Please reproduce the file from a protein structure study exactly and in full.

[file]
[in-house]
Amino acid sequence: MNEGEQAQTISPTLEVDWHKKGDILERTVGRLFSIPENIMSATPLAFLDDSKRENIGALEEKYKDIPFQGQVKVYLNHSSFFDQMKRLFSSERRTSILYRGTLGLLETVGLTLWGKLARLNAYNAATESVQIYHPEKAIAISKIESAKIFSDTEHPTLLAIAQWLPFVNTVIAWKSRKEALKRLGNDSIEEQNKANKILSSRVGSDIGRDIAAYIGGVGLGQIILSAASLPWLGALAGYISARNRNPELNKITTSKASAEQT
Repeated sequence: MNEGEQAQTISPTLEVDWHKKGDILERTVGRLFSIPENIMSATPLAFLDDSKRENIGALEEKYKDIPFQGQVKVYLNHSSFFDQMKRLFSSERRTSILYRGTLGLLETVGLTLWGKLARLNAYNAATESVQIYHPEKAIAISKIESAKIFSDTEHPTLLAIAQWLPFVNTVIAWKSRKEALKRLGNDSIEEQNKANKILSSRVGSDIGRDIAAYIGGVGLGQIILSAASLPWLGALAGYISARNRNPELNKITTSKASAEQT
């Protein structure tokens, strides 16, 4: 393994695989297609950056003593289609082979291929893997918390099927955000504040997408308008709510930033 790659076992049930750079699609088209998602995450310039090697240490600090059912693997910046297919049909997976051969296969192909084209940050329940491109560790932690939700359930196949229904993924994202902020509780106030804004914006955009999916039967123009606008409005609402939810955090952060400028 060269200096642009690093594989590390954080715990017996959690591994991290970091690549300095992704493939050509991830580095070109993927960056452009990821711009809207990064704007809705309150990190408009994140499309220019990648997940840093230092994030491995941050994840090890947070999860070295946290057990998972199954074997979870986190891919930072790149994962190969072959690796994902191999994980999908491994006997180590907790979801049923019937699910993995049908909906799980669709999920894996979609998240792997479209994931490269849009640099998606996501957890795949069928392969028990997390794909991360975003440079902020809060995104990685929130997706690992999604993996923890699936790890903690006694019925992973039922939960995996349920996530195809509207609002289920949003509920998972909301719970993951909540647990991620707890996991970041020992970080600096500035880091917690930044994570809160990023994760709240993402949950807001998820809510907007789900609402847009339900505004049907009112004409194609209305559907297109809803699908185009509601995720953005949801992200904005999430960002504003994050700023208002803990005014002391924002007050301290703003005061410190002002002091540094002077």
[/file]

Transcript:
[in-house]
Amino acid sequence: MNEGEQAQTISPTLEVDWHKKGDILERTVGRLFSIPENIMSATPLAFLDDSKRENIGALEEKYKDIPFQGQVKVYLNHSSFFDQMKRLFSSERRTSILYRGTLGLLETVGLTLWGKLARLNAYNAATESVQIYHPEKAIAISKIESAKIFSDTEHPTLLAIAQWLPFVNTVIAWKSRKEALKRLGNDSIEEQNKANKILSSRVGSDIGRDIAAYIGGVGLGQIILSAASLPWLGALAGYISARNRNPELNKITTSKASAEQT
Repeated sequence: MNEGEQAQTISPTLEVDWHKKGDILERTVGRLFSIPENIMSATPLAFLDDSKRENIGALEEKYKDIPFQGQVKVYLNHSSFFDQMKRLFSSERRTSILYRGTLGLLETVGLTLWGKLARLNAYNAATESVQIYHPEKAIAISKIESAKIFSDTEHPTLLAIAQWLPFVNTVIAWKSRKEALKRLGNDSIEEQNKANKILSSRVGSDIGRDIAAYIGGVGLGQIILSAASLPWLGALAGYISARNRNPELNKITTSKASAEQT
């Protein structure tokens, strides 16, 4: 393994695989297609950056003593289609082979291929893997918390099927955000504040997408308008709510930033 790659076992049930750079699609088209998602995450310039090697240490600090059912693997910046297919049909997976051969296969192909084209940050329940491109560790932690939700359930196949229904993924994202902020509780106030804004914006955009999916039967123009606008409005609402939810955090952060400028 060269200096642009690093594989590390954080715990017996959690591994991290970091690549300095992704493939050509991830580095070109993927960056452009990821711009809207990064704007809705309150990190408009994140499309220019990648997940840093230092994030491995941050994840090890947070999860070295946290057990998972199954074997979870986190891919930072790149994962190969072959690796994902191999994980999908491994006997180590907790979801049923019937699910993995049908909906799980669709999920894996979609998240792997479209994931490269849009640099998606996501957890795949069928392969028990997390794909991360975003440079902020809060995104990685929130997706690992999604993996923890699936790890903690006694019925992973039922939960995996349920996530195809509207609002289920949003509920998972909301719970993951909540647990991620707890996991970041020992970080600096500035880091917690930044994570809160990023994760709240993402949950807001998820809510907007789900609402847009339900505004049907009112004409194609209305559907297109809803699908185009509601995720953005949801992200904005999430960002504003994050700023208002803990005014002391924002007050301290703003005061410190002002002091540094002077």